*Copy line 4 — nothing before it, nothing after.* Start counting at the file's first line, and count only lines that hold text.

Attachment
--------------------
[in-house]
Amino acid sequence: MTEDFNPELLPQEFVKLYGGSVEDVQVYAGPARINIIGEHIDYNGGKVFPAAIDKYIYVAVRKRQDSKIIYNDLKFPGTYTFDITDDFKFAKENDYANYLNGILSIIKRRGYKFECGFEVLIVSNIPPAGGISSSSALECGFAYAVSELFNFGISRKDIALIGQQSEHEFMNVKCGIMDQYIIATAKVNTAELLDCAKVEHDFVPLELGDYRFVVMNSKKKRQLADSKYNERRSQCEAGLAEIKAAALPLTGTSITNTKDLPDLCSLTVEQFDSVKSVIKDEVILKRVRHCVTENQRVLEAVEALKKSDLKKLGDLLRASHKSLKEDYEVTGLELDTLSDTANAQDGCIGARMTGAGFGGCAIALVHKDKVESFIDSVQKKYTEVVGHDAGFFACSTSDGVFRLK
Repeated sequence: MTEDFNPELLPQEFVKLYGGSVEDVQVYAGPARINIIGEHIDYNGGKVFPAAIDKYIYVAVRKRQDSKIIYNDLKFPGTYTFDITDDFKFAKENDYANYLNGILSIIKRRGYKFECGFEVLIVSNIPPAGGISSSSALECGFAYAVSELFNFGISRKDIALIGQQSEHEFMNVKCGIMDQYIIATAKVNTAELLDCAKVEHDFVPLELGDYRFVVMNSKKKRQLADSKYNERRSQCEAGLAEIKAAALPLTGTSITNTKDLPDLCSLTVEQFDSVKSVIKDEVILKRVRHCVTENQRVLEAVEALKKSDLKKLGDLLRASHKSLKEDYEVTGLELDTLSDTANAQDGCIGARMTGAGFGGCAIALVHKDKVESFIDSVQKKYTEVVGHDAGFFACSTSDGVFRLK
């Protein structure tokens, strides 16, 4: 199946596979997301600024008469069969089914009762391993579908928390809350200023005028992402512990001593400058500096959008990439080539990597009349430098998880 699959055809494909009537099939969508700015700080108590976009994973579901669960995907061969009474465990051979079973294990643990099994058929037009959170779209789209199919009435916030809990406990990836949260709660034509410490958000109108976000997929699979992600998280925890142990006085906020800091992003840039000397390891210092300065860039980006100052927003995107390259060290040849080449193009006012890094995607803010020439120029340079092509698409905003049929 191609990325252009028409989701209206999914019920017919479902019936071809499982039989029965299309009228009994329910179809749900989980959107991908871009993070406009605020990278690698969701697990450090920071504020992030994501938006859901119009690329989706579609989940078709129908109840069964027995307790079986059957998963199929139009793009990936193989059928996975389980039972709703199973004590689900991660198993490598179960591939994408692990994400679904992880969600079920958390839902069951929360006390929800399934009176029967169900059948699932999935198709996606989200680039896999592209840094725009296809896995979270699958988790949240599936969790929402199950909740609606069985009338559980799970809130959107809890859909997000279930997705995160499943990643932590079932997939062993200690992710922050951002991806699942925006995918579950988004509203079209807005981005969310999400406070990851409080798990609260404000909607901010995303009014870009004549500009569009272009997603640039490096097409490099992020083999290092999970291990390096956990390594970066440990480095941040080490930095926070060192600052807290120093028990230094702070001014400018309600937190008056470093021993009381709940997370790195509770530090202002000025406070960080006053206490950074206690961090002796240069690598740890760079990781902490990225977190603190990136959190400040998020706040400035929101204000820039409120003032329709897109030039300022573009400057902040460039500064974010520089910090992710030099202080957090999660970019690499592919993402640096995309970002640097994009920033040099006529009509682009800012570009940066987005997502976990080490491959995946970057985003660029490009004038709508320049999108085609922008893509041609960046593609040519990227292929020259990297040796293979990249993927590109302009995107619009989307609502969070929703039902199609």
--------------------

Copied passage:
């Protein structure tokens, strides 16, 4: 199946596979997301600024008469069969089914009762391993579908928390809350200023005028992402512990001593400058500096959008990439080539990597009349430098998880 699959055809494909009537099939969508700015700080108590976009994973579901669960995907061969009474465990051979079973294990643990099994058929037009959170779209789209199919009435916030809990406990990836949260709660034509410490958000109108976000997929699979992600998280925890142990006085906020800091992003840039000397390891210092300065860039980006100052927003995107390259060290040849080449193009006012890094995607803010020439120029340079092509698409905003049929 191609990325252009028409989701209206999914019920017919479902019936071809499982039989029965299309009228009994329910179809749900989980959107991908871009993070406009605020990278690698969701697990450090920071504020992030994501938006859901119009690329989706579609989940078709129908109840069964027995307790079986059957998963199929139009793009990936193989059928996975389980039972709703199973004590689900991660198993490598179960591939994408692990994400679904992880969600079920958390839902069951929360006390929800399934009176029967169900059948699932999935198709996606989200680039896999592209840094725009296809896995979270699958988790949240599936969790929402199950909740609606069985009338559980799970809130959107809890859909997000279930997705995160499943990643932590079932997939062993200690992710922050951002991806699942925006995918579950988004509203079209807005981005969310999400406070990851409080798990609260404000909607901010995303009014870009004549500009569009272009997603640039490096097409490099992020083999290092999970291990390096956990390594970066440990480095941040080490930095926070060192600052807290120093028990230094702070001014400018309600937190008056470093021993009381709940997370790195509770530090202002000025406070960080006053206490950074206690961090002796240069690598740890760079990781902490990225977190603190990136959190400040998020706040400035929101204000820039409120003032329709897109030039300022573009400057902040460039500064974010520089910090992710030099202080957090999660970019690499592919993402640096995309970002640097994009920033040099006529009509682009800012570009940066987005997502976990080490491959995946970057985003660029490009004038709508320049999108085609922008893509041609960046593609040519990227292929020259990297040796293979990249993927590109302009995107619009989307609502969070929703039902199609």